Changes so far just tip of the iceberg, Saudi PIF chief tells the ‘oil man’s Davos’

“The things we’d like to achieve in 2030 will be our optimal way of starting the next phase, which is what we will do until 2040, or after that to 2050,” Al-Rumayyan said

  
Image used for illustrative purpose. Elevated view of modern city center, Riyadh, Saudi Arabia

Image used for illustrative purpose. Elevated view of modern city center, Riyadh, Saudi Arabia

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DUBAI: Changes in Saudi Arabia in the past five years are just the “tip of the iceberg” of the transformation the Kingdom will experience under the Vision 2030 strategy and beyond, Yasir Al-Rumayyan, governor of the Public Investment Fund, said on Tuesday.

“The things we’d like to achieve in 2030 will be our optimal way of starting the next phase, which is what we will do until 2040, or after that to 2050,” Al-Rumayyan told a virtual session of CERAWeek — the “oil man’s Davos” — in Houston, Texas.

“Our society is changing, the people are becoming more receptive to new ideas on how companies should work and how society should function, and even the social contract is changing. If you add all of these together, you will have an idea of what Saudi Arabia, by embracing and implementing Vision 2030, will look like in nine years,” he said.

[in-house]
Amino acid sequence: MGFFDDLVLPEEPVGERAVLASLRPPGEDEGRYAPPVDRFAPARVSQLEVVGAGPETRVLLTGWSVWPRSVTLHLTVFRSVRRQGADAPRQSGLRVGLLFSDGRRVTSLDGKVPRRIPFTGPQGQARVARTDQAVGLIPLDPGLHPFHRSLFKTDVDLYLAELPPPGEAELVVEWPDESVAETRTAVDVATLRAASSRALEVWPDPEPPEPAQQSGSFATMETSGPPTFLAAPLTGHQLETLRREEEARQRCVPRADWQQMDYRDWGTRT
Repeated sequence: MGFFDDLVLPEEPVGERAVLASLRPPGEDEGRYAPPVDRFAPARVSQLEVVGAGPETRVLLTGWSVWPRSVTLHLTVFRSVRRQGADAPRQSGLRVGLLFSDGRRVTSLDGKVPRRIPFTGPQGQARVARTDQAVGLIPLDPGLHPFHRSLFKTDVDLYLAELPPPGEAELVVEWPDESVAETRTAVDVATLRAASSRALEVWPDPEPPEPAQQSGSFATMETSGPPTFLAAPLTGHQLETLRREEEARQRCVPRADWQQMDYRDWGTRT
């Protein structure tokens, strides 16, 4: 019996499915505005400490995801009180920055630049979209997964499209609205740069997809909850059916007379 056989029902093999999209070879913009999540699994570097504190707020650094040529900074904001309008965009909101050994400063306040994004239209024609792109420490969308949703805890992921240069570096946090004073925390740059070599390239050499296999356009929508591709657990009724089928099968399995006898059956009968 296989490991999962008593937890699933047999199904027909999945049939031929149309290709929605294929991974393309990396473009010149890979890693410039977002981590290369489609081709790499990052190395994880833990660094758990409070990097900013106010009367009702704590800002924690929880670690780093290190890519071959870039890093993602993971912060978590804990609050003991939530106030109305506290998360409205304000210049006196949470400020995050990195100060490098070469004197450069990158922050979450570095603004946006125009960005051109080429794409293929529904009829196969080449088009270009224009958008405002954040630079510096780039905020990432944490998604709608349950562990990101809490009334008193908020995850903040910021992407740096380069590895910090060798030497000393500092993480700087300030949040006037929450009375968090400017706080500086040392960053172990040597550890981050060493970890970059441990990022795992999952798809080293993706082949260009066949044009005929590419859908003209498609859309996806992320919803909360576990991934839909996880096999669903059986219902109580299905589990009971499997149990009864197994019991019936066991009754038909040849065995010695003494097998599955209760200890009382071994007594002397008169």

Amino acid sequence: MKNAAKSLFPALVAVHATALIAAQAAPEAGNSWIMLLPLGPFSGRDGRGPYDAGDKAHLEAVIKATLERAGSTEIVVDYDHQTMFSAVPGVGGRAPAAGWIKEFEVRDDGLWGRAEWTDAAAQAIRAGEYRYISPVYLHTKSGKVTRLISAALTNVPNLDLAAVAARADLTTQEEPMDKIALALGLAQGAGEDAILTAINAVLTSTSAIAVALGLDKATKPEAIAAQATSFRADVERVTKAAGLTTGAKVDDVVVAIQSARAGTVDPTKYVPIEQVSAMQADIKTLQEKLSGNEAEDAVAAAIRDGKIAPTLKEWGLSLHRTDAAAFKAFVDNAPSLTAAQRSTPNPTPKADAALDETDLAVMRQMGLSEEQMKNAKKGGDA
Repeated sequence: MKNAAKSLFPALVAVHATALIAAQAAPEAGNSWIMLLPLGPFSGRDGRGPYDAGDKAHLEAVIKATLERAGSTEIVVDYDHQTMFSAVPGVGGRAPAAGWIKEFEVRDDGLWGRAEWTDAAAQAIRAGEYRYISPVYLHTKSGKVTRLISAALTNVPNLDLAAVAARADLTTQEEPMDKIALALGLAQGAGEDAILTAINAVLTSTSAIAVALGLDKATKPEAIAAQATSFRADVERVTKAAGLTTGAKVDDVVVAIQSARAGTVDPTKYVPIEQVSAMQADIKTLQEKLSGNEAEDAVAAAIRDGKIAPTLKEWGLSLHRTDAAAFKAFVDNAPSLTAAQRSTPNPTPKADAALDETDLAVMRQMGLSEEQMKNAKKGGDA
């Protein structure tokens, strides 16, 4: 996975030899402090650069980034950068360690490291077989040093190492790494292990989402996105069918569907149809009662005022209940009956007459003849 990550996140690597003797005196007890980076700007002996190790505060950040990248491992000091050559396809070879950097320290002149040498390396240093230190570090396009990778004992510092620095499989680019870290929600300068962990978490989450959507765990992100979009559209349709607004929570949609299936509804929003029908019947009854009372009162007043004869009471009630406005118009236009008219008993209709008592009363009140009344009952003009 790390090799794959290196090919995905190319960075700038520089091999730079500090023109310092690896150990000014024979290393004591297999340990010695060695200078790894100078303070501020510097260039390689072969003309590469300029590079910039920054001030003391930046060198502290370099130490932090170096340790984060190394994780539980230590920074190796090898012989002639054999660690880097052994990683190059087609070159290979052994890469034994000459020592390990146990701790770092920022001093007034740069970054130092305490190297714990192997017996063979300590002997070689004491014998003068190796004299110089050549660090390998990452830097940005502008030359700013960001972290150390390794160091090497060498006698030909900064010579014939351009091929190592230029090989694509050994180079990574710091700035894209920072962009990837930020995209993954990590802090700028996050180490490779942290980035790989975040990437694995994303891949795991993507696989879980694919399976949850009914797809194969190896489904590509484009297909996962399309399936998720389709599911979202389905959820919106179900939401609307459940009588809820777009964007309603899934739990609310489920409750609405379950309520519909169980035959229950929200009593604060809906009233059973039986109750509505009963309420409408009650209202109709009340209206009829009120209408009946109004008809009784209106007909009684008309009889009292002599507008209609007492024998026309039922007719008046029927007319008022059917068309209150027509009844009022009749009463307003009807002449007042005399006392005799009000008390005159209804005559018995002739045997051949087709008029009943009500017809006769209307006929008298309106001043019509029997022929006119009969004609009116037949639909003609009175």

Al-Rumayyan, who is also chairman of Saudi Aramco, said plans remained in place to sell more shares in the world’s biggest oil company, after the biggest initial public offering (IPO) in history in 2019 when it sold less than 2 percent of its shares.

“From the very beginning we said we would be selling more of the shares owned by the government; once we see market conditions improving, and more appetite from different investment institutions and investors, we will definitely consider selling more shares,” he said.

He also underlined the Kingdom’s ambitions in renewable energy and hydrogen fuels. “Aramco is interested in renewables, believe it or not. It is the largest oil and gas company on the planet, but we are thinking of ourselves as an energy and petrochemical company.”

He told Daniel Yergin, the Pulitzer prize-winning oil historian, that PIF would invest $40 billion a year in Saudi Arabia to “stimulate the economy and create jobs.”

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